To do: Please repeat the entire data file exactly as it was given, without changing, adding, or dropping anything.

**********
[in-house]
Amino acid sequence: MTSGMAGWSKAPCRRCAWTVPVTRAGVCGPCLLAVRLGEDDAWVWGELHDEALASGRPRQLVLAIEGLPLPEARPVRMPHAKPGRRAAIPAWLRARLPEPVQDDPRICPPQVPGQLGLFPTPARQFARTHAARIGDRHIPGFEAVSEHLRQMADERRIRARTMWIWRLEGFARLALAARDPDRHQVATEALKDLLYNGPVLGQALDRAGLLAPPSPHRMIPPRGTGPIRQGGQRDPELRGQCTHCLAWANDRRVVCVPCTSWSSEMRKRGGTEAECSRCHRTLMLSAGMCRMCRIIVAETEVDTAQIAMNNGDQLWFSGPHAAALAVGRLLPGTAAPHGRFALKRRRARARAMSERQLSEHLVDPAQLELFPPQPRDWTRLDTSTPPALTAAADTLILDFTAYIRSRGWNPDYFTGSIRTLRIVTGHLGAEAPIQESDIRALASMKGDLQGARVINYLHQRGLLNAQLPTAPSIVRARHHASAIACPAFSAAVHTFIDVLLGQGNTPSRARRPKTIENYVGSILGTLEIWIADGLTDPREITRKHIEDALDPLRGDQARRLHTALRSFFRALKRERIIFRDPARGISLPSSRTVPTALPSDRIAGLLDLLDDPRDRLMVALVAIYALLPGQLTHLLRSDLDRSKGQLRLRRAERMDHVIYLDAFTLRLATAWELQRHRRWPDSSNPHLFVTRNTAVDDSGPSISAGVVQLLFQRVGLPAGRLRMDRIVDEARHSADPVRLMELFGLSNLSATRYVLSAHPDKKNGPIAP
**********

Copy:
[in-house]
Amino acid sequence: MTSGMAGWSKAPCRRCAWTVPVTRAGVCGPCLLAVRLGEDDAWVWGELHDEALASGRPRQLVLAIEGLPLPEARPVRMPHAKPGRRAAIPAWLRARLPEPVQDDPRICPPQVPGQLGLFPTPARQFARTHAARIGDRHIPGFEAVSEHLRQMADERRIRARTMWIWRLEGFARLALAARDPDRHQVATEALKDLLYNGPVLGQALDRAGLLAPPSPHRMIPPRGTGPIRQGGQRDPELRGQCTHCLAWANDRRVVCVPCTSWSSEMRKRGGTEAECSRCHRTLMLSAGMCRMCRIIVAETEVDTAQIAMNNGDQLWFSGPHAAALAVGRLLPGTAAPHGRFALKRRRARARAMSERQLSEHLVDPAQLELFPPQPRDWTRLDTSTPPALTAAADTLILDFTAYIRSRGWNPDYFTGSIRTLRIVTGHLGAEAPIQESDIRALASMKGDLQGARVINYLHQRGLLNAQLPTAPSIVRARHHASAIACPAFSAAVHTFIDVLLGQGNTPSRARRPKTIENYVGSILGTLEIWIADGLTDPREITRKHIEDALDPLRGDQARRLHTALRSFFRALKRERIIFRDPARGISLPSSRTVPTALPSDRIAGLLDLLDDPRDRLMVALVAIYALLPGQLTHLLRSDLDRSKGQLRLRRAERMDHVIYLDAFTLRLATAWELQRHRRWPDSSNPHLFVTRNTAVDDSGPSISAGVVQLLFQRVGLPAGRLRMDRIVDEARHSADPVRLMELFGLSNLSATRYVLSAHPDKKNGPIAP